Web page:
Role of the Tumor Suppressor Gene p53 in Pathogenesis of Maladaptive Cardiac Hypertrophy Following a Pressure-Overloaded State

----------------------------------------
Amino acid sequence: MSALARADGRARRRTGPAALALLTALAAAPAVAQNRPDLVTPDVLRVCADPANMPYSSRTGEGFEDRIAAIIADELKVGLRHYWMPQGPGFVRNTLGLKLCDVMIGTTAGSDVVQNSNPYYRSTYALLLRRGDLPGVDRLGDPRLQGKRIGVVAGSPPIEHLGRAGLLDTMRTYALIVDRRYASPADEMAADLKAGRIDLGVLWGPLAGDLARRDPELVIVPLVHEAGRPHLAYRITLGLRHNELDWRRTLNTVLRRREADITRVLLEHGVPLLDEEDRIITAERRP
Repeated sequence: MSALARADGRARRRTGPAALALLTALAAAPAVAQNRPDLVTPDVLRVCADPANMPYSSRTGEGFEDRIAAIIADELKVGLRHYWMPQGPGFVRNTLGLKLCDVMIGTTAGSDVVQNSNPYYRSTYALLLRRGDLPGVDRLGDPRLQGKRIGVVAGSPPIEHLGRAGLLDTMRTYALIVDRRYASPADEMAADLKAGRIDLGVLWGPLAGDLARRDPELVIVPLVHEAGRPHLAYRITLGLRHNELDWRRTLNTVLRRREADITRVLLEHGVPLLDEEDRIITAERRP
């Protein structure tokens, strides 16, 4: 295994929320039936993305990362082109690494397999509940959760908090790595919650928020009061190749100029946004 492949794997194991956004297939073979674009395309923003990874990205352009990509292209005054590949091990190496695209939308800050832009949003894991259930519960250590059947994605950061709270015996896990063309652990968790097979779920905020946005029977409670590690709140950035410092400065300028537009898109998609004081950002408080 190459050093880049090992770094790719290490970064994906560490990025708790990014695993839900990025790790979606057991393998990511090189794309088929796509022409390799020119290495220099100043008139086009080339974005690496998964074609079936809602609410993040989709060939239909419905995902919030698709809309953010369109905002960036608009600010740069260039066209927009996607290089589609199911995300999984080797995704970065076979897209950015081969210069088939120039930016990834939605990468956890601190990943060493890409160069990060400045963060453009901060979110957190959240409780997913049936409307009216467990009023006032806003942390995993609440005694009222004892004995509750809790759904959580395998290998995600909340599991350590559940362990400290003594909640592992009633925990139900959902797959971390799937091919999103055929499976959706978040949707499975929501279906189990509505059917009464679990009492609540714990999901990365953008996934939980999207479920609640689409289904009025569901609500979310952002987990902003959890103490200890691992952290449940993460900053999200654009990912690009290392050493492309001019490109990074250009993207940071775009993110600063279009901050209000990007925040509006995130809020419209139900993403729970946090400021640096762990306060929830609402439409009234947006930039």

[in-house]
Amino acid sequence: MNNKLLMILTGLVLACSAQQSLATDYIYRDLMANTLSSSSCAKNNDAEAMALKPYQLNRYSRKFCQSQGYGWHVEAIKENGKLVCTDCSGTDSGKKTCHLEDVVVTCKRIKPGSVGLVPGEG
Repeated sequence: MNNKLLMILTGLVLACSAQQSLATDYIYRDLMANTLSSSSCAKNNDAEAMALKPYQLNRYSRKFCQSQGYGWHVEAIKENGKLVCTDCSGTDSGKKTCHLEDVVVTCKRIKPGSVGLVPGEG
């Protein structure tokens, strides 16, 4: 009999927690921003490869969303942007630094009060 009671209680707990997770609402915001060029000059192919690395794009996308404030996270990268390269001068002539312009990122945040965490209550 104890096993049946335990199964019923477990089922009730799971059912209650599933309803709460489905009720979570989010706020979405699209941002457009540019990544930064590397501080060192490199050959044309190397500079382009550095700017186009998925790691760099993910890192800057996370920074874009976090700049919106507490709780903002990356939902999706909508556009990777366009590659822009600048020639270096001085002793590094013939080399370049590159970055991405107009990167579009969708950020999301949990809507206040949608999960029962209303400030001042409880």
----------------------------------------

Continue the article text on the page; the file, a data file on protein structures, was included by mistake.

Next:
Introduction. Heart disease and its resulting pathology is the leading cause of death worldwide.1 Cardiovascular mortality can result from overwork of tissue following pressure-overloaded states such as chronic systemic hypertension, pulmonary hypertension, and aortic stenosis. Two of the manifestations of these disease states are maladaptive hypertrophy of the ventricles to compensate for the increase in afterload and defects in vascularization of the heart that follow such an increase in the amount of tissue.2,3 The specific genes which influence the maladaptive process of ventricular hypertrophy have not yet been totally elucidated; however, p53, a tumor suppressor encoded by TP53, has been implicated in some studies as the main regulator of the cardiac transcriptome in both cardiac homeostasis and heart failure.4 These findings suggest a potential relationship between p53 and maladaptive hypertrophy post-pressure overload. Methods. p53-KO experimental group mice were subject to either aortic banding5 (method 1) or transaortic constriction6 (method 2) techniques to induce a pressure-overloaded state. Echocardiography was performed pre- and post-procedure to analyze systolic and diastolic function of hearts. Both experimental and control group mice were sacrificed either 2 or 4 weeks post-procedure; hearts were then harvested, fixed, and stained with hematoxylin/eosin and Masson’s trichrome for immunohistochemical analysis. RT-qPCR and Western Blot were employed for analysis of genomic expression in harvested hearts. Results. Deletion of p53 in older, healthy mice hearts triggered spontaneous cardiac hypertrophy4; however, in injured post-pressure overload murine p53 KO hearts, remodeling processes were attenuated as measured by reduced LV wall thickness and reduced expression of hypertrophic biomarkers like ANP, BNP, and β-MHC.5 Deletion of p53 in post-pressure overload murine hearts also resulted in reduced systolic dysfunction as measured by fractional shortening and left ventricular end systolic diameter.6 p53-deficient mice hearts also expressed increased HIF1α/VEGF signaling in the murine heart as measured by Western blot; these pathways are fundamental to angiogenesis and vascularization in a growth environment.5 Conclusions. Deficiency of p53 in murine hearts was determined to reduce maladaptive hypertrophic remodeling processes and significantly increase expression of angiogenic growth factors like VEGF and HIF1α. Given that p53 knockout has been shown to limit the occurrence of two crucial steps in the pathogenesis of heart disease, p53 should be considered a potential therapeutic target worth studying further for use in patients at risk for heart failure due to chronically pressure-overloaded disease states.
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